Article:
Bugatti History: Unraveling the Myth of Automotive Excellence

1909 – 1930 The beginning of an icon.

In Milan, Carlo Bugatti, the father of Ettore and Rembrandt Bugatti, was born on February 16, 1856. Son of the architect and sculptor Giovanni Luigi Bugatti, he studied at the Brera Academy in Milan and the Académie des Beaux-Arts in Paris. In 1880, he began his career as an architect in the artistic work of Milan. In his work, ceramics, paintings, silverware and textile materials stand out. However, it stands out for its furniture designs. 

Influenced by Art Nouveau, Carlo Bugatti developed his style. In 1904, at the age of 48, Carlo Bugatti sold his studio in Milan and moved to Paris, where he worked for the ‘Dufayel’ and ‘Le Bon Marché’ department stores. It also produces pottery combined with silver and bronze. Six years later, he left Paris again to build a new studio at Pierrefonds near Compiègne.

Ettore Arco Isidoro Bugatti was born in Milan on September 15, 1881. At 17, he began his apprenticeship at the Prinetti and Stucchi factory, assembling bicycles. Just a year later, he built his first vehicle using two De Dion engines. In 1902, Ettore started car production at Eugène’s company, De Dietrich. Until 1904, Ettore Bugatti developed new models for the De Dietrich brand and participated in various races. 

In 1907, Ettore Bugatti married Barbara Maria Guiseppina Mascherpa. Together they have two sons and two daughters. In the same year, he signs a contract with the Deutz engine factory in Cologne and begins to build his racing car, an extremely light vehicle.

In 1909, Bugatti prematurely terminated the contract with Deutz. With the severance pay, he rents a disused dry cleaner in Molsheim (Alsace), where he founded his car factory, Automobiles Ettore Bugatti. The Peugeot ‘Bébé’ was developed there in 1911 and produced under license from Peugeot. Bugatti also begins production of Type 13.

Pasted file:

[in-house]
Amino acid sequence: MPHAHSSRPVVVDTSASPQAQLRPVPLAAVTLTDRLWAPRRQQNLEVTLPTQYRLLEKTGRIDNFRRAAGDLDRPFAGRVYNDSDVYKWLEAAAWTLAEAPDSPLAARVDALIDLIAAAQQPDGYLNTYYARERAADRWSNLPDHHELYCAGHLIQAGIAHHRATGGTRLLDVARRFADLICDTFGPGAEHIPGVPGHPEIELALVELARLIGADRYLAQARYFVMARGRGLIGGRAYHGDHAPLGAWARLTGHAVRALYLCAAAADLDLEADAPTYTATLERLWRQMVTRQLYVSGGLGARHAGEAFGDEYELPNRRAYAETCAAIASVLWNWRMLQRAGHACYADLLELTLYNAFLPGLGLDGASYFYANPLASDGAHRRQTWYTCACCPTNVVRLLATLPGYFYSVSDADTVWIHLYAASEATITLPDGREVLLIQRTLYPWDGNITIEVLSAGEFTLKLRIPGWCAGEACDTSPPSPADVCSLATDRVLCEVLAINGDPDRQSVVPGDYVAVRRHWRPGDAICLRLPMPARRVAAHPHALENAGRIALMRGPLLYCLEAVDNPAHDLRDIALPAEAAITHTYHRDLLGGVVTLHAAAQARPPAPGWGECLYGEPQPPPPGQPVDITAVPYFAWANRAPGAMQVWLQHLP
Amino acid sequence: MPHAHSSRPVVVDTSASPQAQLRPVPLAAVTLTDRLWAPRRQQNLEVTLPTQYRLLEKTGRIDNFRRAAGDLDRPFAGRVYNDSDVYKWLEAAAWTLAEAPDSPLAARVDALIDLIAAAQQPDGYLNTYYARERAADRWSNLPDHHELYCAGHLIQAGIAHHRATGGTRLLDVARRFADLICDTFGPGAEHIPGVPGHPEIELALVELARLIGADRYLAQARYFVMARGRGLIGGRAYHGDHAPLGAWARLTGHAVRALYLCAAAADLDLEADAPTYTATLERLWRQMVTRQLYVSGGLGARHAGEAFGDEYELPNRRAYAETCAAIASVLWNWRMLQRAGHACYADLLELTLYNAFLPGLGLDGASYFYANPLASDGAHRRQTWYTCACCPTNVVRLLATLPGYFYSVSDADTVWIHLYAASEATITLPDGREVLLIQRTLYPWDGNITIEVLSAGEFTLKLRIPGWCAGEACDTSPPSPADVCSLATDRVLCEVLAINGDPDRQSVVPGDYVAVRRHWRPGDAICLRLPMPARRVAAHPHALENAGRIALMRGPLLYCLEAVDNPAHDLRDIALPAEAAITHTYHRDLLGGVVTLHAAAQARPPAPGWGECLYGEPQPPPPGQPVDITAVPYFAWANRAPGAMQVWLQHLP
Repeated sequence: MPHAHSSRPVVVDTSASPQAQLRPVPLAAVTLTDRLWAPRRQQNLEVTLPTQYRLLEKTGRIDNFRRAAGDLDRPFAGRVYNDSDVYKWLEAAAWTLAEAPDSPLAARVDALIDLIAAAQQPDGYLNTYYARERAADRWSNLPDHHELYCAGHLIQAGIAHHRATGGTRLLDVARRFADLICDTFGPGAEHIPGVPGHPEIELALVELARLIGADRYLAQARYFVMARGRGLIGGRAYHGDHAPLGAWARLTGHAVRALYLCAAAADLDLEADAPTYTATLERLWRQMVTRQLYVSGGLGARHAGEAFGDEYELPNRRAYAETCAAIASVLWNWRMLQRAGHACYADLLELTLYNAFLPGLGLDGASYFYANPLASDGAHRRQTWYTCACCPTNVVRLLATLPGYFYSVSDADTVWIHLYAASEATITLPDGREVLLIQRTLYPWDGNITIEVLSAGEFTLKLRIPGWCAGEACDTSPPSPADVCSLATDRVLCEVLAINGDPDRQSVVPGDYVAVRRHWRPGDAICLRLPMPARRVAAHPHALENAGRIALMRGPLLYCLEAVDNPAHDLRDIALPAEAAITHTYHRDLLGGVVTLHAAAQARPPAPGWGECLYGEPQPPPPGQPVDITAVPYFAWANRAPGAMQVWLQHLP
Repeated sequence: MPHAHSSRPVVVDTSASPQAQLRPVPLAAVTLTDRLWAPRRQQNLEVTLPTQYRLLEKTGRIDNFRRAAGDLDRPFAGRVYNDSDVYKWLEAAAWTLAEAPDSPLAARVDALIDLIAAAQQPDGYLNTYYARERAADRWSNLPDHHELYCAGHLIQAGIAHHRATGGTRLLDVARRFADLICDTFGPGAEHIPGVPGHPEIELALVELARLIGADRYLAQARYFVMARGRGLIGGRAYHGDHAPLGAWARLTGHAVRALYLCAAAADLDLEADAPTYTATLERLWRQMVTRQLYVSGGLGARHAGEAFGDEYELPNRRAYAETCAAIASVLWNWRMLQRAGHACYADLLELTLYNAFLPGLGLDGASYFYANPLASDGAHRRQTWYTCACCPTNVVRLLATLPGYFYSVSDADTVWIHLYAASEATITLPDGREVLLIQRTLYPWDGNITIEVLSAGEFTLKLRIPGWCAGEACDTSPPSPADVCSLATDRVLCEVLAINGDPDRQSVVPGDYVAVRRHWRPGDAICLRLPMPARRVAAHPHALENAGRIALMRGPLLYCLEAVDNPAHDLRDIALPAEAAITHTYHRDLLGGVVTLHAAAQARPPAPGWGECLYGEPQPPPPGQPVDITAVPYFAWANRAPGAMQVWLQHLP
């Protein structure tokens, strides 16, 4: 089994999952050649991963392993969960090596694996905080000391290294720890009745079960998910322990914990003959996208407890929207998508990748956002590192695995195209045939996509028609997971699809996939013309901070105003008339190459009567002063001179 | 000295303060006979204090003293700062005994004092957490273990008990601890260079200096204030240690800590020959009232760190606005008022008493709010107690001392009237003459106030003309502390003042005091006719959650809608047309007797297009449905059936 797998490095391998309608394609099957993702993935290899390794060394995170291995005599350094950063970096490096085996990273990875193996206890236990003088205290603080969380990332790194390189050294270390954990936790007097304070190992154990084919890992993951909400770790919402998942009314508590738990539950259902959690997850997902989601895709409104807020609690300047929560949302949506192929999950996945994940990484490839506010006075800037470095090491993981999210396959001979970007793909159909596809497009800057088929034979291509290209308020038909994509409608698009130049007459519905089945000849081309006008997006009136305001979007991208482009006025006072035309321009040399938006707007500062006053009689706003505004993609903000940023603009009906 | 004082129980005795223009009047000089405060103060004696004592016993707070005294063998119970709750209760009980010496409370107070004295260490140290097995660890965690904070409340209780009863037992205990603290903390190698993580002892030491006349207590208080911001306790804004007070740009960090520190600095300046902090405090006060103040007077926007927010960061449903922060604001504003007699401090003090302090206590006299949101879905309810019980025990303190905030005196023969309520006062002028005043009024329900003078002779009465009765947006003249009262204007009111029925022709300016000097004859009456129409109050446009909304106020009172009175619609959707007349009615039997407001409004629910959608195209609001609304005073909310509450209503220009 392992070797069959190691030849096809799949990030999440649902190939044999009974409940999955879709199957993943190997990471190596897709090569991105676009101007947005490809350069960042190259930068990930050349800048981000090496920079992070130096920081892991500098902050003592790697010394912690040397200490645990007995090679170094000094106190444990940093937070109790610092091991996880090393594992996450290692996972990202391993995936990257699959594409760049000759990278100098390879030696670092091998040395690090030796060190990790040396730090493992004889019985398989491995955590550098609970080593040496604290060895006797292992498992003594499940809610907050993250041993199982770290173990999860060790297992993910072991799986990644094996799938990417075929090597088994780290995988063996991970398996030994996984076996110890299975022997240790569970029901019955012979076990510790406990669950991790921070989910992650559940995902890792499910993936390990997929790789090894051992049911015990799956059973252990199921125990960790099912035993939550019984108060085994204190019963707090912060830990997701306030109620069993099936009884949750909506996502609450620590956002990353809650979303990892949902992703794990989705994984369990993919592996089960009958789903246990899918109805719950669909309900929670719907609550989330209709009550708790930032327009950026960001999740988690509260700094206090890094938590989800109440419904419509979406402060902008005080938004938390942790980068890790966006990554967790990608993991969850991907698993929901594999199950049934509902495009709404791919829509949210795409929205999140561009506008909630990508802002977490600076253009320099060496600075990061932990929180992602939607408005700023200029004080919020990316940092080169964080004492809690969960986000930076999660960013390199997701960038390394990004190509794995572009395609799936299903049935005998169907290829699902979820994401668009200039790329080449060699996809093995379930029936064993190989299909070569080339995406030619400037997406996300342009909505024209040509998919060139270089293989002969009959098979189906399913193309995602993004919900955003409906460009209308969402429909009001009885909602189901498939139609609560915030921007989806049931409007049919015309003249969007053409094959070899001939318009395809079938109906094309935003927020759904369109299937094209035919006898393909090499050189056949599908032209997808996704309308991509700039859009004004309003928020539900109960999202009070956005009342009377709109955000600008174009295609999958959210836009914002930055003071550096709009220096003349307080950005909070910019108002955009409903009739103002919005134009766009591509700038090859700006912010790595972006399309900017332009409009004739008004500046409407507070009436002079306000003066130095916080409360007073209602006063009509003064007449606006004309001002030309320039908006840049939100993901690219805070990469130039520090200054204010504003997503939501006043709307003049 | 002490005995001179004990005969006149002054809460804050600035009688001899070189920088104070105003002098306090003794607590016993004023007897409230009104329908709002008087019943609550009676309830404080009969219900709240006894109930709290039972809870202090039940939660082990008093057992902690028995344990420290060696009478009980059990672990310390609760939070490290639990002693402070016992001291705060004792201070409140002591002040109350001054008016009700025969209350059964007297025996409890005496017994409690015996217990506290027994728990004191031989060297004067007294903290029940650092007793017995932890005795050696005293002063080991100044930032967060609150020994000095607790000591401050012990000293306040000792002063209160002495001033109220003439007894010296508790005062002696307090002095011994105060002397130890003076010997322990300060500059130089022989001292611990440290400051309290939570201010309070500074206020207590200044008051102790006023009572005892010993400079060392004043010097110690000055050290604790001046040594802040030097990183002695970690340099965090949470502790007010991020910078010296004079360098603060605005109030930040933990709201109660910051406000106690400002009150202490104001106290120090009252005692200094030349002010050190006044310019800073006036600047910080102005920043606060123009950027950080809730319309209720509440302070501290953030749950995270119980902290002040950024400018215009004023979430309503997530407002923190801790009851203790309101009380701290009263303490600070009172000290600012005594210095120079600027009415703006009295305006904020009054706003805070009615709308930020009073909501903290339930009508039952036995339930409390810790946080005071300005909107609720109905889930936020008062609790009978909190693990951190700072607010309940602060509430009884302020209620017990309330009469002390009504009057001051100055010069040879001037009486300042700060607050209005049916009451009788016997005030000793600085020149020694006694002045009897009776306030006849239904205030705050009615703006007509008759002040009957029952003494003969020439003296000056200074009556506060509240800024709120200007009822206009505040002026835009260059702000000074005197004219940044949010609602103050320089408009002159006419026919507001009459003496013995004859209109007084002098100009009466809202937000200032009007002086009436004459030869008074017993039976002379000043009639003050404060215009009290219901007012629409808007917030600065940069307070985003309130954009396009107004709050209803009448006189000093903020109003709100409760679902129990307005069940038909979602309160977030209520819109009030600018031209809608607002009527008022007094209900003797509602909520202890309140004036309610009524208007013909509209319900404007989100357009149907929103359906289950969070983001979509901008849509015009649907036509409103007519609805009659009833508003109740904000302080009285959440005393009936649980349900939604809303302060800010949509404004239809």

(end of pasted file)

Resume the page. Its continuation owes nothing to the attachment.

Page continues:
When the First World War broke out, Ettore Bugatti moved with his family to Milan and then to Paris, where he produced designs for eight- and sixteen-cylinder aircraft engines. With the end of the war, the family moved back to Alsace (now part of France) and reopened the car factory. 

Ettore Bugatti produced light sports cars and achieved success in various races – for example, the victory at Le Mans in 1920 or a victory at Brescia in 1921-. That same year, Type 28 was presented as a prototype, with many patents, such as the eight-cylinder three-litre engine. The chassis not only served as the basis for the Bugatti Royale, but it also served as the basis for future vehicles from the firm.

In 1922 the first Bugatti ‘touring car’ was presented, the Type 30. More than 600 units were assembled. This vehicle took the experience in competition but, it was also ideal for daily use. In 1925, according to Ettore’s tally, there were 412 victories in just nine months for racing cars produced by the Bugatti brand. Type 35 is the first model to be inevitably associated with the Bugatti brand. To date, it remains the most successful race car of all time, with more than 2,000 victories and podiums for approximately ten years. 

Type 35 features a teardrop-shaped body with an impressive drag coefficient. It is also a commercial success that lays the foundation for Molsheim. The Bugatti Type 35 was the only car of the time that could be driven on both public roads and racing tracks. ‘The world’s largest luxury car, a vehicle for aristocrats and royalty.’ That’s what Ettore Bugatti considers objective with the Type 41 Royale. 

A prototype of this model won the German Grand Prix at the Nürburgring in 1927. The Royale’s 12.7-litre engine surpasses all previous benchmarks set by luxury vehicles. Although Bugatti plans to make 25 units of the Royale, only three are marketed due to the economic crisis. 

However, like a businessman with a vision, Ettore Bugatti uses those engines in a high-speed train commissioned by the French government. Thus, he achieves another financial success for the company.

1930 – 1940Style and innovation.

The Bugatti Type 50 is one of the most advanced cars of the time. The double camshaft and the use of two diagonal valves are considered pioneers. Although this model does not achieve success on the circuits, it occupies a special place in Bugatti history, as it is one of the first models to bear the stylistic stamp of Jean, Ettore Bugatti’s son.